Will any of the goals you’ve set for your work appear to be light years beyond the reach- for some of the teachers you work with?
In terms of your practice, what is generally comfortable for you- poses little risk- do you navigate with ease?
Risk Zone-
What aspects of your practice need improvement? What do you wish you could do better?

Passions Activity –
What issues or concerns do we need to work on to improve child outcomes?

A dilemma is a
, an
that raises questions, an
that seems to have conceptual gaps, something about process or product that
just can’t figure out

Dilemmas deal with issues with which you are struggling or are unsure about.
Some criteria for a dilemma might include:

Writing Dilemmas and Crafting Framing Questions
Is it something that is bothering you enough that your thoughts regularly return to the dilemma?
Is it an issue/dilemma that does not depend on getting other people to change (in other words, can you affect the dilemma by changing your practice, what you do)?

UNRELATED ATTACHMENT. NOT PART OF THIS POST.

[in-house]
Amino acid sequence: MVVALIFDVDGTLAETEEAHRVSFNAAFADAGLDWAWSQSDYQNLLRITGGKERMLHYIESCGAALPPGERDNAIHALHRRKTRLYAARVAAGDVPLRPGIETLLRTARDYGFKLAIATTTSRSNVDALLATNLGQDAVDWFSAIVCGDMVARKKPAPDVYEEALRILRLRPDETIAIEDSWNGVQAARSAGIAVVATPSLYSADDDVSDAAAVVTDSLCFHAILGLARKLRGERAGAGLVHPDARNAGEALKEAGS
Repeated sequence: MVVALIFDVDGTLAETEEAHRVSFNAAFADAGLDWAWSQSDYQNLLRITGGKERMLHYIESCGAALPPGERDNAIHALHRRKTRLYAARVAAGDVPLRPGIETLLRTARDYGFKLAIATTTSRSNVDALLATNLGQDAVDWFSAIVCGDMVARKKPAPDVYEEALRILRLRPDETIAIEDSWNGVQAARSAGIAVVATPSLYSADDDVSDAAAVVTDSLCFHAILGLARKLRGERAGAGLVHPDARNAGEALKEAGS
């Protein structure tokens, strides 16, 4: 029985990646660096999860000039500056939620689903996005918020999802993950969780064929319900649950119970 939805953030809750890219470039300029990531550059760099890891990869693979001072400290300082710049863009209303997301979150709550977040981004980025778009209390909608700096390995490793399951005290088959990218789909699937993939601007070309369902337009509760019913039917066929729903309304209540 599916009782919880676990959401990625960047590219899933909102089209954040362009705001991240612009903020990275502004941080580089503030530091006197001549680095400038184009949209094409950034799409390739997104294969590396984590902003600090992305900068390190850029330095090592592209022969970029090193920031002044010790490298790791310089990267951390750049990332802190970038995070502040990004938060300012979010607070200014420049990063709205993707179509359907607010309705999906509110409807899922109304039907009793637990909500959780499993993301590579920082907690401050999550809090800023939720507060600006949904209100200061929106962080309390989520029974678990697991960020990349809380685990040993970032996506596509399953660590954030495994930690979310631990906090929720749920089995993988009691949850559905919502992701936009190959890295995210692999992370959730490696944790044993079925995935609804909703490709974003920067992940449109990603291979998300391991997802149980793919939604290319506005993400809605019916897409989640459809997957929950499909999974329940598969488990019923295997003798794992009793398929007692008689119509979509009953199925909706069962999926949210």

Is it something that is important to you, and is it something you are actually willing to work on?

Journal about your dilemma and develop a framing question for feedback using the Consultancy Overview. (p. 31-32)
Looking back on the day, what struck you as really significant new learning? Why was it so significant? What influence might it have on your future practice? What worked well, what would you like to see done differently tomorrow?
Suggested Agreements for today:
Early Learning Florida
Online Professional Development System
Online only
Course content delivered solely online
Online + CoP
Online course content plus face to face sessions with a facilitator and other participants taking the same course.
Online + TA/Coaching
Online course content plus on-site coaching sessions to support content implementation.
Three delivery models
Full transcript